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Non-essential goods are stacking up in UK warehouses and the consequences could be “catastrophic”, the chief of the UK Warehousing Association (UKWA) has warned.


Peter Ward, chief executive at the UKWAsays reduced outbound flows and store closures will turn inbound flows into “literally a mounting problem”. 


“Inbound supply chains cannot simply be turned off, orders placed and dispatched before the lock down will continue towards destination, arriving at ports, requiring receipt, handling, onward distribution and storage,” he said.


He adds that warehouses are “quickly reaching capacity” and the consequences of this could be “catastrophic”, ultimately causing backlogs that could block the flow of essential supplies such as foods and pharmaceuticals.


Warehouses innovating to increase capacity


Ward also called on the industry to share unused space to deal with the industry’s capacity issues and warehouse operators are already responding.


Loadstar reports warehouses are re-configuring space to increase capacity and accommodate stock which is not yet required by importing businesses or ready for shipment from exporters.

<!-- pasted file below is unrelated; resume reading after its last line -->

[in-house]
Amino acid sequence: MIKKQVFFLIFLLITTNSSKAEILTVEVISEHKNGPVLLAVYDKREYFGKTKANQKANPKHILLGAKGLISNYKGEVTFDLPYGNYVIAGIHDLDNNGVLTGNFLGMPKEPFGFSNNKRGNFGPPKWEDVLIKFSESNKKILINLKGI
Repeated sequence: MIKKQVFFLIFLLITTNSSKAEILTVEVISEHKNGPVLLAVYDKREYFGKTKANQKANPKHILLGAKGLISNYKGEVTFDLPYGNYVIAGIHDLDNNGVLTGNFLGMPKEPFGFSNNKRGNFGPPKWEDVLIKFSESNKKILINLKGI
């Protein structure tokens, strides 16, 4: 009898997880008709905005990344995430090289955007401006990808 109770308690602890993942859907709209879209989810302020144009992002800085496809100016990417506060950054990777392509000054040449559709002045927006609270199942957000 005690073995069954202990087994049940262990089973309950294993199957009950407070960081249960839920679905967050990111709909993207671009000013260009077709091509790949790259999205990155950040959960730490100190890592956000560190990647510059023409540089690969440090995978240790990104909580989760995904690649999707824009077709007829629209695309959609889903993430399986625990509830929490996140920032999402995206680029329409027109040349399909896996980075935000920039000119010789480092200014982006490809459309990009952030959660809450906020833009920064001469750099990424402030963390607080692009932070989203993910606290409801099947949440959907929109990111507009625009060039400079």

Davies Turner are among several warehouses who are increasing numbers of pallet positions for customers as trade flows slow due to the COVID-19 outbreak.


Amazon prioritises household staples and medical supplies


Amazon has already been adjusting storage of stock to prioritize key medical supplies and household staples.


Ashley Cooke, an Amazon specialist at IOE&IT corporate partners Clickthrough Marketing, told the Daily Update:


Amazon is prioritising essential goods, which means non-essential goods sellers have seen fulfilment times increased by up to a month. 


This is understandably having an impact on sales as consumers want products now, and are therefore more likely to look elsewhere or simply wait.


A Wired report last month cited data from analytics firm Jungle Scout showing “94 percent of Amazon merchants use Fulfilled by Amazon for at least some orders, while 64 percent exclusively rely on the service.”


Cooke claims Amazon is looking to combat delays by hiring 100 thousand warehouse staff in the US alone “to respond to the surge in online shopping” and is targeting “unemployed hospitality workers” as potential new recruits.